Now the history. According to LAFire.com, "On September 4, 1917 the City Council directed the fire commission to remove the white firemen from Fire Station 30 at 1401 S. Central Ave. and replace them with the black firemen from Hose Co. No 4. Acting Chief Engineer O'Donnell resented the City Council's interference of internal fire department affairs and refused- only he had the authority to assign personnel. In addition, Engine 30 required an engineer and the city's Engineering Department had a policy of refusing to certify blacks. Blacks were only trained to operate chemical hose companies. In the mid-20's there was a sudden upsurge of men of color joining the fire service and a the need for a larger station intensified. The battle to make Engine 30 an all-black station took seven years. Engine 30 was a popular assignment and the white firemen threatened to strike. Racial tensions mounted. Never-the-less on April 16, 1924 the white firemen were removed and the black firemen from Hose 4 were transferred in. As more blacks joined the department Engine 30 became crowded. The department's wrecker (heavy rescue) was assigned to Fire Station 30, simply because there was insufficient riding room for all the firemen on the engines and truck. Another station was needed."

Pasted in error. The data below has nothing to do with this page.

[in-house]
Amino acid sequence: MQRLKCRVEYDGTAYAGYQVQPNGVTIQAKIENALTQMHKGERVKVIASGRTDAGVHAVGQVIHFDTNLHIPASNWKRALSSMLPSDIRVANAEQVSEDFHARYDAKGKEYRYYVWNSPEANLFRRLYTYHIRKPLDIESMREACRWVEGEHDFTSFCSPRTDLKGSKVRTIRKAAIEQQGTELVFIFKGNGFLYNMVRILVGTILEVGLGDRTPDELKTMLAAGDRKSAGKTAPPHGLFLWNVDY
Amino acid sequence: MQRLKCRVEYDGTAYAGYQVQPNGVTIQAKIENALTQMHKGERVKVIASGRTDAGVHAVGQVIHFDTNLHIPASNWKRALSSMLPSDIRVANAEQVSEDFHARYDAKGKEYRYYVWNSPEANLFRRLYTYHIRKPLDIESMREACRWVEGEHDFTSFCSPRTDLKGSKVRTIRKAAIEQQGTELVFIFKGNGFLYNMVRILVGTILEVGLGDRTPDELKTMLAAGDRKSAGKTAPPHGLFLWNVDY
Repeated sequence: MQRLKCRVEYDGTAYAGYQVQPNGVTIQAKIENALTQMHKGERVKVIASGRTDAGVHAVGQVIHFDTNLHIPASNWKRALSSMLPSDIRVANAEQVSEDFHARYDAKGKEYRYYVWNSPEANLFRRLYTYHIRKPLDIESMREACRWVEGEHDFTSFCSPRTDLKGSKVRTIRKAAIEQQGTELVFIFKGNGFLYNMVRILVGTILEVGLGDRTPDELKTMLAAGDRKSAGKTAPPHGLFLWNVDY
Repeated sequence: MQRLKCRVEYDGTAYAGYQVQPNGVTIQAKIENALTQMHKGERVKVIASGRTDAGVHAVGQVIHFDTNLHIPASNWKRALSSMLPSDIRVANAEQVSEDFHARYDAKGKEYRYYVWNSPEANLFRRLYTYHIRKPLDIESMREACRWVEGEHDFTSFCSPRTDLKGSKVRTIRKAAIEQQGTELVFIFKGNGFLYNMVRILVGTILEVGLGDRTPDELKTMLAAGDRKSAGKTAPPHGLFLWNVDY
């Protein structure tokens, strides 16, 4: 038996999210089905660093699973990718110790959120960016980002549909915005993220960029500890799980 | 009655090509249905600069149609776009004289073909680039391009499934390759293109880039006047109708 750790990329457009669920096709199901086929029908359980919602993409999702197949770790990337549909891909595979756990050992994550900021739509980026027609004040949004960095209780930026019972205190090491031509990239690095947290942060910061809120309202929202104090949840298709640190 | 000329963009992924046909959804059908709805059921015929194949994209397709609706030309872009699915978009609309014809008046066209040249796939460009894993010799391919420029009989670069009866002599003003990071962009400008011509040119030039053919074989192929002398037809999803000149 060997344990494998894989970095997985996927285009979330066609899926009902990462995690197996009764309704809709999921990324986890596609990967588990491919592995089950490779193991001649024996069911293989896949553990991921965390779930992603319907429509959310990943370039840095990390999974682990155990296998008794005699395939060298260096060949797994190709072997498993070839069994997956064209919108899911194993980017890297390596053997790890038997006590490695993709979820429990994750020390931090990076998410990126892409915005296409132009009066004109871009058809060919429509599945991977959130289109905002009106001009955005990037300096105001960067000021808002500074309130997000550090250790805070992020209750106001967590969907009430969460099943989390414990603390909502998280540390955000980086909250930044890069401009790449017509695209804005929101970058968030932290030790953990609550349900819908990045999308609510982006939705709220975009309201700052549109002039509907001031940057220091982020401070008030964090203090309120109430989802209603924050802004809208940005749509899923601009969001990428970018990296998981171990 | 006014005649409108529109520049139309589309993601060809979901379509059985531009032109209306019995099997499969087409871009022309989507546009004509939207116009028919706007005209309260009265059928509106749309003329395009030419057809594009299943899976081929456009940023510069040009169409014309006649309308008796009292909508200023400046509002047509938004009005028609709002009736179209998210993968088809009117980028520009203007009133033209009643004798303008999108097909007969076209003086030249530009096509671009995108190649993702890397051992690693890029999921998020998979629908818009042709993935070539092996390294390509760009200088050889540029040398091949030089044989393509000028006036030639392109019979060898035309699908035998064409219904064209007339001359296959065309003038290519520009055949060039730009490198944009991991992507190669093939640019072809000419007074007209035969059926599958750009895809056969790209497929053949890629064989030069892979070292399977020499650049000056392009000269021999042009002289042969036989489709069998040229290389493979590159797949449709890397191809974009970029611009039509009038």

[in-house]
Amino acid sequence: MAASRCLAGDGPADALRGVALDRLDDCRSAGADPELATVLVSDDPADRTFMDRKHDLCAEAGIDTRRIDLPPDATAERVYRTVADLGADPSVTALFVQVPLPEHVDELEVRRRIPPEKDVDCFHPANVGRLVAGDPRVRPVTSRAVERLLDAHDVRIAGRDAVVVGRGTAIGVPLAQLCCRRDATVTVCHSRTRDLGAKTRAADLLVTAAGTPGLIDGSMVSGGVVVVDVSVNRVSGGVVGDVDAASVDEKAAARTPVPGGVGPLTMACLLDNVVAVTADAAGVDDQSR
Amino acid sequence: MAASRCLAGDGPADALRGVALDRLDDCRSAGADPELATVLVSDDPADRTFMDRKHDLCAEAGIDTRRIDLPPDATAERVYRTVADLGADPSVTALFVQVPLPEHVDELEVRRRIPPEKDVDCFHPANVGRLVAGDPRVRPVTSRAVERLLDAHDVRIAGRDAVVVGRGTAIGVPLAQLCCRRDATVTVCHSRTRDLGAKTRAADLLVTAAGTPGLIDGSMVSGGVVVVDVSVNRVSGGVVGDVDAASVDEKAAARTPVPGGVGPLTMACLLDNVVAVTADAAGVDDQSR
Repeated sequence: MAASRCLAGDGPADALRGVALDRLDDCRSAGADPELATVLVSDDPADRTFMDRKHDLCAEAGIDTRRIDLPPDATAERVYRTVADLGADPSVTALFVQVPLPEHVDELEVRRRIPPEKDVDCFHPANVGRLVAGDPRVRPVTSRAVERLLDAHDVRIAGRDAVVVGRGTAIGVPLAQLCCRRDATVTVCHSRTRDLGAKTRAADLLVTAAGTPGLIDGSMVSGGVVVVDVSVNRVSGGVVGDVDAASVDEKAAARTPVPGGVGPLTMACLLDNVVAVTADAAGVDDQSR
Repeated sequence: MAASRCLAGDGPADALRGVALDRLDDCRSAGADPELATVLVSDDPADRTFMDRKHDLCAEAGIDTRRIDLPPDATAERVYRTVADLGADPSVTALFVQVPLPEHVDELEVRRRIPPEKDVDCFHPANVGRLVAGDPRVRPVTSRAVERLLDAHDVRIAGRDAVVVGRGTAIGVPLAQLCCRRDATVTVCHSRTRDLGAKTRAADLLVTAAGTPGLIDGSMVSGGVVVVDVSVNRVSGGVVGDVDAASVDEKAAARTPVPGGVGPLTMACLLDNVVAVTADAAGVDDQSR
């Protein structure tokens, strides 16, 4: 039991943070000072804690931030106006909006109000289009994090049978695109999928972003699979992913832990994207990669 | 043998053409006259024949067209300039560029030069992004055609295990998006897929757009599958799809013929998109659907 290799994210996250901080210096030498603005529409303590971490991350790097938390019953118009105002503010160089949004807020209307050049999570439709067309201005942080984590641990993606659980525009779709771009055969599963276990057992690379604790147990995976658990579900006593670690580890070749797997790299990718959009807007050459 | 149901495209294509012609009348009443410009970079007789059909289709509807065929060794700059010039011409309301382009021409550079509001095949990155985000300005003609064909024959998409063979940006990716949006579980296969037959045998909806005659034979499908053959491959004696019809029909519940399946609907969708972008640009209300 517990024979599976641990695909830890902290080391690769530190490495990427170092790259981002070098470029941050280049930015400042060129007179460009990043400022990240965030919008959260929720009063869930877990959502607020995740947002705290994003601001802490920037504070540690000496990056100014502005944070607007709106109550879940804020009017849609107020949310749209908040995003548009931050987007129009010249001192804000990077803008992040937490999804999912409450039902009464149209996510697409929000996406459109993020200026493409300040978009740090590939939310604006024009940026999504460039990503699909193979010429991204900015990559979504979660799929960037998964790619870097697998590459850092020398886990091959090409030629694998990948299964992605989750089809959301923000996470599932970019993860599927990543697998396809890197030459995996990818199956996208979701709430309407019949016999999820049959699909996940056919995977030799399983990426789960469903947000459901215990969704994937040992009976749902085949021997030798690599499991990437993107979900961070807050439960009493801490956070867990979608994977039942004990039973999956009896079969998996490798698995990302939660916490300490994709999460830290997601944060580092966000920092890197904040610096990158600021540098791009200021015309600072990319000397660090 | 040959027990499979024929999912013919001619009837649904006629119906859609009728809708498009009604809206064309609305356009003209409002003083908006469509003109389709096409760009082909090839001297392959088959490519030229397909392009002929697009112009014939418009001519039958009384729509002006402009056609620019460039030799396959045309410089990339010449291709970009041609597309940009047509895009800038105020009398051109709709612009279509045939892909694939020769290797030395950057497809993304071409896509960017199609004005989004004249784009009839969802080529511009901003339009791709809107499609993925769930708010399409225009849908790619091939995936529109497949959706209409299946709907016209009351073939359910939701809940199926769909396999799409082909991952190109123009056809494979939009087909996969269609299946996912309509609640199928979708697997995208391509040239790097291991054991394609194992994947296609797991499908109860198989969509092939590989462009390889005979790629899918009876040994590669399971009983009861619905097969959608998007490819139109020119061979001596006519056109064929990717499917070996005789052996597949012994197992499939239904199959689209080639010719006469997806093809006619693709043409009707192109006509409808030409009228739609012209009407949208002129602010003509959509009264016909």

There's more information at laconservancy.org. C. King also added this:

Quote:

Originally Posted by C. King (Post 6896660)

Their former station is now the African American Firefighters Museum at 1401 South Central. The museum opened their doors in 1997.

http://www.aaffmuseum.org/

As you can see, the museum is celebrating its 20th anniversary this year. They've also rebuilt the wall on the left, partially rebuilt the tower on the right and added detail back to the parapet (although not to the original design).

http://i809.photobucket.com/albums/z...Engine30_3.jpg